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Jul 8, 2009
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South Africa gold firms up wage offer, no strike for now

By
Reuters
Published
Jul 8, 2009

JOHANNESBURG, July 7 (Reuters) - South Africa's Chamber of Mines said on Tuesday 7 July it had improved its wage offer to mineworkers' unions, and one union said the offer was good enough to avert a strike for now.


South Africa's Chamber of Mines - Photo: www.bullion.org.za

Three South African unions held talks with gold producers under the guidance of a mediator, and the unions have warned they could strike if they fail to see eye to eye over pay.

The talks were watched closely by markets because a strike could affect production, mining shares or metal prices.

"We have made good progress on various issues, but we have yet to agree on everything -- it's not in the bag until its in the bag," Elize Strydom, an official of the Chamber of Mines who negotiates on behalf of gold mining companies told Reuters.

Strydom said AngloGold Ashanti (ANGJ.J) and Gold Fields (GFIJ.J) had made an improved offer of a 9 percent increase on the lowest earners and an 8 percent rise for the rest of the workforce, up from a previous offer of 7 percent for all staff.

She said the unions still wanted an improvement on the wage offer, and the parties would meet Monday 13 July for more talks.

Mine workers, whose lowest-earning members earn 3,300 rand ($414.4) a month, have demanded a 15 percent pay rise, arguing the price of gold is up despite the global economic downturn.

But gold firms say they cannot afford the increase, which is nearly twice South Africa's consumer inflation of 8 percent.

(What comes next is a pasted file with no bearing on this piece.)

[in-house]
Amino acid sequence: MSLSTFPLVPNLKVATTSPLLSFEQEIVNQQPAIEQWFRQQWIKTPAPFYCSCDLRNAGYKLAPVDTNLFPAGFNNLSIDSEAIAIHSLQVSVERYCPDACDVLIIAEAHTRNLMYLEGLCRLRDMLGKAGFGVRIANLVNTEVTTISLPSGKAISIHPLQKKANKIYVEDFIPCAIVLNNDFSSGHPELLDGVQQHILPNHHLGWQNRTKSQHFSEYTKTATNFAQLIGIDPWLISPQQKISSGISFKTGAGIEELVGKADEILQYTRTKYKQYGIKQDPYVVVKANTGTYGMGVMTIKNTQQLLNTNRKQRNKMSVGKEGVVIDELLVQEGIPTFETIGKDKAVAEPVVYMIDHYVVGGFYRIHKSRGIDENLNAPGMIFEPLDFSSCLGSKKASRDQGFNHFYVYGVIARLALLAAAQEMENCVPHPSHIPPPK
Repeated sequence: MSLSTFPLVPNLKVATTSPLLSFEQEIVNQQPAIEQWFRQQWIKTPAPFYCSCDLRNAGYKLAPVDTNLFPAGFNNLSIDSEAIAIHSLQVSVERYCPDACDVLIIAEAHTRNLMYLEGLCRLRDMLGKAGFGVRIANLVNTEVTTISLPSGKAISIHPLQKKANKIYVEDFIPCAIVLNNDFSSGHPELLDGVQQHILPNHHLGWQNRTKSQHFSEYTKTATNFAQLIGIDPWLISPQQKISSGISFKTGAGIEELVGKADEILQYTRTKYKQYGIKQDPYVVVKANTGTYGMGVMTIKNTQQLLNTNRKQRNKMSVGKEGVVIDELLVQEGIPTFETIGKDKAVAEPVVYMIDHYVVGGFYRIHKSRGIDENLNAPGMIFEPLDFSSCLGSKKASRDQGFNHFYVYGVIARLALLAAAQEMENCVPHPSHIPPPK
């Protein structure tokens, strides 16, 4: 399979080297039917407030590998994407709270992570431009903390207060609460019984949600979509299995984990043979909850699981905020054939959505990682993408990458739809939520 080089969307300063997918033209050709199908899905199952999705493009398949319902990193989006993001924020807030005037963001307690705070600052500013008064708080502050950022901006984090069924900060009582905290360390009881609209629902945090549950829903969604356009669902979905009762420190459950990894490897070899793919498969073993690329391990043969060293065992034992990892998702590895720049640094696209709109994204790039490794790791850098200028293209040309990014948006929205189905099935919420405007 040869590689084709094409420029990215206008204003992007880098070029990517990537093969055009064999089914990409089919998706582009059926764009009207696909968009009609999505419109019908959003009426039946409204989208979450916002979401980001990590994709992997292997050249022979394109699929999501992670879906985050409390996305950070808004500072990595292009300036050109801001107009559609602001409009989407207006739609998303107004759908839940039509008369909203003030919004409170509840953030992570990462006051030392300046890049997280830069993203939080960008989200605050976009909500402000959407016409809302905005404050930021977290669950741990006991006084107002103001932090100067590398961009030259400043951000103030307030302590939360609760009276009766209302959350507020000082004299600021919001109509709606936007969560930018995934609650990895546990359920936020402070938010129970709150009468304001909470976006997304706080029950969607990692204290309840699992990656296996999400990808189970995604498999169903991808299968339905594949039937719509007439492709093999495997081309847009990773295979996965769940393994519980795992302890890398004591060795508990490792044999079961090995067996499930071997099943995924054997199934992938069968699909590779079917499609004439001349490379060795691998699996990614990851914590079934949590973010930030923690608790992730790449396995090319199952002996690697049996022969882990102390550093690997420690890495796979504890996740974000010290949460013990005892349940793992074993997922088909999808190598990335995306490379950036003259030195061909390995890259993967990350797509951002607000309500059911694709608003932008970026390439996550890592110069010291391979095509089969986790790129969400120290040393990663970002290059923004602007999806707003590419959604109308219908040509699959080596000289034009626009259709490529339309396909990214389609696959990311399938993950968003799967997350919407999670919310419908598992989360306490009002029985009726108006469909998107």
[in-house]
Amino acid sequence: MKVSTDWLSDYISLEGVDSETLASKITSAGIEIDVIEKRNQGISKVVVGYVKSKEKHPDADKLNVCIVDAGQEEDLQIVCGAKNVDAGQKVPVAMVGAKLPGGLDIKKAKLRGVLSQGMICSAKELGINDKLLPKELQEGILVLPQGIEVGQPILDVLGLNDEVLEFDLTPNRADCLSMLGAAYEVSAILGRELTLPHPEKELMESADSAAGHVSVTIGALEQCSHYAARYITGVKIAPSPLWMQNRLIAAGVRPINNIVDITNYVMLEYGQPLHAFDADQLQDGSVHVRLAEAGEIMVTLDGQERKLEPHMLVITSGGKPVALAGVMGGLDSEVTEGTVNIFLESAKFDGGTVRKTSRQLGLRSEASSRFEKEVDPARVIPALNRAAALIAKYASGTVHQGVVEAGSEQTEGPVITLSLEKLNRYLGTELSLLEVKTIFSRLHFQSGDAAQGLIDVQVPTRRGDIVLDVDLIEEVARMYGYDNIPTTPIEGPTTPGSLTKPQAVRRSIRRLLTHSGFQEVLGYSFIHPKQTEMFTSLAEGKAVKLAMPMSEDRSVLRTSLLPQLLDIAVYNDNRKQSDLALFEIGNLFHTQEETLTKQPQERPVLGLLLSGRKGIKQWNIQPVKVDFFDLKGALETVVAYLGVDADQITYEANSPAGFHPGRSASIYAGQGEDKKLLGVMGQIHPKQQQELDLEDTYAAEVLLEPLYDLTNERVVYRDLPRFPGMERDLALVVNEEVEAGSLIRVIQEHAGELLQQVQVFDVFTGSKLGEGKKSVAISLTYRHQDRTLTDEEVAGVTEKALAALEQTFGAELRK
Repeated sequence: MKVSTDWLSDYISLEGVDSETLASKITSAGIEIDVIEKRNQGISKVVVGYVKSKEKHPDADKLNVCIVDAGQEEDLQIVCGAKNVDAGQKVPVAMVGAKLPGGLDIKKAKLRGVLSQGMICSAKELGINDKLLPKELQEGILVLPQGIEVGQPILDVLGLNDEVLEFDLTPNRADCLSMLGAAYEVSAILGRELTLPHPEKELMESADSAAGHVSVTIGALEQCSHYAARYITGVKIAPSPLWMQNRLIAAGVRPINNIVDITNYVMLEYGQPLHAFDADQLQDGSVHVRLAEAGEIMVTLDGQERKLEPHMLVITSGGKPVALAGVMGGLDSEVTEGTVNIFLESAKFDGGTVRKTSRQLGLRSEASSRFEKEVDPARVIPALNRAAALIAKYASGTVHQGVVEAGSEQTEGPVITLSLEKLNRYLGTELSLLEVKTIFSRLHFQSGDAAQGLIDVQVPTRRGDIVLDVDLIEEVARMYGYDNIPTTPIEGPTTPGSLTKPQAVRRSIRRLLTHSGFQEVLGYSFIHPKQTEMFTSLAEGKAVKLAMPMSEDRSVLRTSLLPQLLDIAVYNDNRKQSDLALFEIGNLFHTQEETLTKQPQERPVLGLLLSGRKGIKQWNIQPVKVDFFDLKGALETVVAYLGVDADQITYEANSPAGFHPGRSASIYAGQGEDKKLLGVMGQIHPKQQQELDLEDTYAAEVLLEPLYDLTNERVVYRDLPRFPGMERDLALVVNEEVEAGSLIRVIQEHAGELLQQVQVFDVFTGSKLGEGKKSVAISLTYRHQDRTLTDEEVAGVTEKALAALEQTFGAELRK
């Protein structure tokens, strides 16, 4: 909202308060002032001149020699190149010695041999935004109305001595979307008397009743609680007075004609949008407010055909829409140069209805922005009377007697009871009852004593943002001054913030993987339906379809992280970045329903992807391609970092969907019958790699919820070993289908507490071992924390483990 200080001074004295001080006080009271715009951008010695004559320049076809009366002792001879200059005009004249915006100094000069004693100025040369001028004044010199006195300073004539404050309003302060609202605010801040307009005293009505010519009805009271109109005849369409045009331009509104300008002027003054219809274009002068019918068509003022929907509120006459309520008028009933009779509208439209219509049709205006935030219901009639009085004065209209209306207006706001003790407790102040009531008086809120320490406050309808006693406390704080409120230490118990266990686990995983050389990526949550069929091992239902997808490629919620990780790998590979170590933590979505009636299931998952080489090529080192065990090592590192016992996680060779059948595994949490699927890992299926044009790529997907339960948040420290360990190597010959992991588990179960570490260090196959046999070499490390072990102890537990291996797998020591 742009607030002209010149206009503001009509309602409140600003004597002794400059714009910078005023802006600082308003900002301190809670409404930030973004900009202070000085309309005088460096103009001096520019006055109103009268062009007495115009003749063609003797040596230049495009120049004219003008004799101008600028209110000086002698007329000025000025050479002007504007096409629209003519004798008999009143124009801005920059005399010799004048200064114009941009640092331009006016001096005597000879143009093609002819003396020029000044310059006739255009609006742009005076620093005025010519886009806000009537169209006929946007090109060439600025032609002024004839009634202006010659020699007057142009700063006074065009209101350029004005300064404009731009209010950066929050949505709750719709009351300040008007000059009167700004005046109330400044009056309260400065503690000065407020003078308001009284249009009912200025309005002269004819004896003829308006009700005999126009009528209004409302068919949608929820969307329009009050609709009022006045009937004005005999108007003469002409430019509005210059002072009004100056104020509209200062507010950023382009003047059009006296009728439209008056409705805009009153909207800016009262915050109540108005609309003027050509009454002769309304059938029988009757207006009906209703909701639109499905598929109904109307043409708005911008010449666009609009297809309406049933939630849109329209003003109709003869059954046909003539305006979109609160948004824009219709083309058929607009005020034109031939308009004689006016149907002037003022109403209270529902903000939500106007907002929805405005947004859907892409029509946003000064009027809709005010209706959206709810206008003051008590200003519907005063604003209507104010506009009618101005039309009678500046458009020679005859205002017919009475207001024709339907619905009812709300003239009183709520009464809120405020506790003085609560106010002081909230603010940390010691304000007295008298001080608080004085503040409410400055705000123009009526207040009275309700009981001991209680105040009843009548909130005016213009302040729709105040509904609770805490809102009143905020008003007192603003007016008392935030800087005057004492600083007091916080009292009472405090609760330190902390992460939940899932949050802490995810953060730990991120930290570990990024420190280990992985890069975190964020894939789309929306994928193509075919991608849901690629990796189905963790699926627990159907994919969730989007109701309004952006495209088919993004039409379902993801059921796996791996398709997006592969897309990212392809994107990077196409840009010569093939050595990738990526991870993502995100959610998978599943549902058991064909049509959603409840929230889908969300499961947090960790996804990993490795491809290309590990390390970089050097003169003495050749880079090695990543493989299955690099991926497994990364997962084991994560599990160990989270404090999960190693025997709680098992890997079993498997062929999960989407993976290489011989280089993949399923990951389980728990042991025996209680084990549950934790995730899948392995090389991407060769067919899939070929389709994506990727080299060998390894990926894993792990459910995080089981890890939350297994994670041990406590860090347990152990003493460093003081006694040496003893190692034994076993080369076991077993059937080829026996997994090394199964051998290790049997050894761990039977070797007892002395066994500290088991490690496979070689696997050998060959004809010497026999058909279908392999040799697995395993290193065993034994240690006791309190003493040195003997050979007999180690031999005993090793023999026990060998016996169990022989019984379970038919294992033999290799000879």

A new wage deal was due to take effect on July 1.

The traditionally white Solidarity union said the new offer was reasonable, and created a foundation for further talks.

"We welcome the improved offer, it gives enough reason to continue talking. I don't see a reason to talk about a strike for now especially because this is not their final offer," Jaco Kleynhans, Solidarity's spokesman told Reuters.

The National Union of Mineworkers (NUM), South Africa's biggest labour group, was unavailable to comment.

Strydom said Harmony Gold Mining Co. (HARJ.J) had made a separate offer of an increase of 6 percent, plus a bonus scheme linked to the price of gold.

The offer was rejected by the unions.

"This is a joke. No matter how much workers produce, they cannot influence the price of gold," Kleynhans said.

Strydom said apart from the wage increment, the gold producers offered to increase the allowance for mineworkers who chose to live outside hostels provided by them to 1,300 rand per month this year, and a further 100 rand increase to be given next year. The unions had asked for 1,500 rand.

Strydom also said the unions had agreed to drop their demand for a service increase for every year of work completed. The unions had wanted an increase to 1 percent from 0.5 percent.

"This was very positive. This increase alone would have been very expensive. I think we are making progress," Strydom said.

(Reporting by James Macharia)

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